Protests: Malawi cops warn govt critics
Blantyre - Malawi's police warned on Thursday it would use force to break up any protests against President Bingu wa Mutharika as a rights group defied a ban on a meeting to discuss economic and political reforms.
"We warn that the Malawi Police Service will use all the force as is necessary to deal with such illegal demonstration," Davie Chingwalu, national police spokesperson told AFP.
Chingwalu said the police had received information that the Public Affairs Committeee (PAC), which on Thursday will complete a two-day meeting, were gearing "to incite the public to conduct a demonstration".
Riot police were deployed on the streets of Blantyre and Lilongwe on Wednesday as the group sidestepped a ban on a meeting at a hotel, opening it instead opened it at a Catholic cathedral hall in Limbe, outside Blantyre.
They were still outside the venue on Thursday and for the second day running scores surrounded the venue and searched all delegates, including bishops and leading opposition figures, as they entered.
But the government has no authority to regulate meetings inside the church itself.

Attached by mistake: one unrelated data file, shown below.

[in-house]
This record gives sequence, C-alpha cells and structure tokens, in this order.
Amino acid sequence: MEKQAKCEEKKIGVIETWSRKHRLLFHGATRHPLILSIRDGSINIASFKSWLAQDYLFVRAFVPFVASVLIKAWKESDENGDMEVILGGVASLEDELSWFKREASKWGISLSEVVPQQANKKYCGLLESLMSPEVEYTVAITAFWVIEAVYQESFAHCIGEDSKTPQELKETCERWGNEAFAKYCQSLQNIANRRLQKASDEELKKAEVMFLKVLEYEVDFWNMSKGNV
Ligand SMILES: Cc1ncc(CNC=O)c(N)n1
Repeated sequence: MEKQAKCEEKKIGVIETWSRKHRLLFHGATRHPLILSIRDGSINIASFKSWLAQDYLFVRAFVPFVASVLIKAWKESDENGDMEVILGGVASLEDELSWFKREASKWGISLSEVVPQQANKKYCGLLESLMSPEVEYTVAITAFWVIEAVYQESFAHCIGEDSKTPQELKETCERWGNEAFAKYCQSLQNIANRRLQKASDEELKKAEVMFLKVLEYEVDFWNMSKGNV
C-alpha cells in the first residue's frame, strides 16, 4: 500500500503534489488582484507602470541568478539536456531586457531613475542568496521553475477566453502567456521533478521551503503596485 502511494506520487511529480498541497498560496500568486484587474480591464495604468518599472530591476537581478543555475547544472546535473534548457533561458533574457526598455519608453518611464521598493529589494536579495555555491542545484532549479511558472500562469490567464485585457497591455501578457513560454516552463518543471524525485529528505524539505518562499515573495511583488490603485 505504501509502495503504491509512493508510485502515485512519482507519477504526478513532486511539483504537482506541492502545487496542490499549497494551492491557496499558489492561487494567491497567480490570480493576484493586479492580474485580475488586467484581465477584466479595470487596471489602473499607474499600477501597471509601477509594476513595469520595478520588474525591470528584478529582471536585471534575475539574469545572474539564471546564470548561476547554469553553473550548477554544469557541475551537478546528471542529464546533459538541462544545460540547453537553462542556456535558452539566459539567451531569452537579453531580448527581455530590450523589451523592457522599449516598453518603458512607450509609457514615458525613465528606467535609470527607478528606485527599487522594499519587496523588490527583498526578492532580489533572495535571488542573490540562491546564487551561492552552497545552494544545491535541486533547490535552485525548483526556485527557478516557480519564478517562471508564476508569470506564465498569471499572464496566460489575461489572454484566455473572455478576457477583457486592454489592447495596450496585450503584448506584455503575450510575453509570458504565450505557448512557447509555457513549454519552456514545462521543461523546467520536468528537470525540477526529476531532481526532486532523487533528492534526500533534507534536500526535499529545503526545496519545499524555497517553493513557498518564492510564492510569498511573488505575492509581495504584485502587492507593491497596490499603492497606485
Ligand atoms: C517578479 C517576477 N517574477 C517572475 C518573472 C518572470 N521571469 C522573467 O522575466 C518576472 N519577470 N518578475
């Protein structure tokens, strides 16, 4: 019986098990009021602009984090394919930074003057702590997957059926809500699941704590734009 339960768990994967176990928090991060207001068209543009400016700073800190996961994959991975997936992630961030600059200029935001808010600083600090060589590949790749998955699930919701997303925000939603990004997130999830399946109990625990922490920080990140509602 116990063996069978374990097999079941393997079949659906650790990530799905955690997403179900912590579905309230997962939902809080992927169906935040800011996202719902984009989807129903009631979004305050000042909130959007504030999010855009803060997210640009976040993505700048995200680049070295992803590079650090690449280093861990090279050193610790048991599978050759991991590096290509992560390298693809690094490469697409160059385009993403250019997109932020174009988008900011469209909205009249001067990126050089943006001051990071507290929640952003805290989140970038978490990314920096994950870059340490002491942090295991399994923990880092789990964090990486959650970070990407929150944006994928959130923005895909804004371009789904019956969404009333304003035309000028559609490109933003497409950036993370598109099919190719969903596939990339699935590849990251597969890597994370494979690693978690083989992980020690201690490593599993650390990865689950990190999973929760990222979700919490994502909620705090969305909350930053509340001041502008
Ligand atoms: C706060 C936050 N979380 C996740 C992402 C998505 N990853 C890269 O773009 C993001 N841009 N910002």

Chingwalu said the rights group had distributed money to people, especially vendors, to join the demonstration.
"We ask members of the general public not to be tempted with money and join this illegal demonstration," he said.
"We don't want anybody to disturb the peace and security through illegal demonstrations," Chingwalu added.
Solutions and plan of action
The protest would be illegal because PAC had not sought permission from authorities or informed the police whose role it is to give final approval, he said.
The government has accused the rights group of holding the meeting to call for the resignation of Mutharika, whom the group accuses of mismanaging the economy and trampling on democratic freedoms.
Anglican bishop James Tengatenga, chairing the meeting, told the delegates in his opening address on Wednesday that "things have fallen apart economically and politically".
The meeting was aimed at finding solutions and plans of actions, he said.
There was no "intention to stage a coup on the current regime", he said.
Mutharika's second term in office has seen growing discontent with his rule with political tensions erupted into rioting in July, when police shot 19 people dead.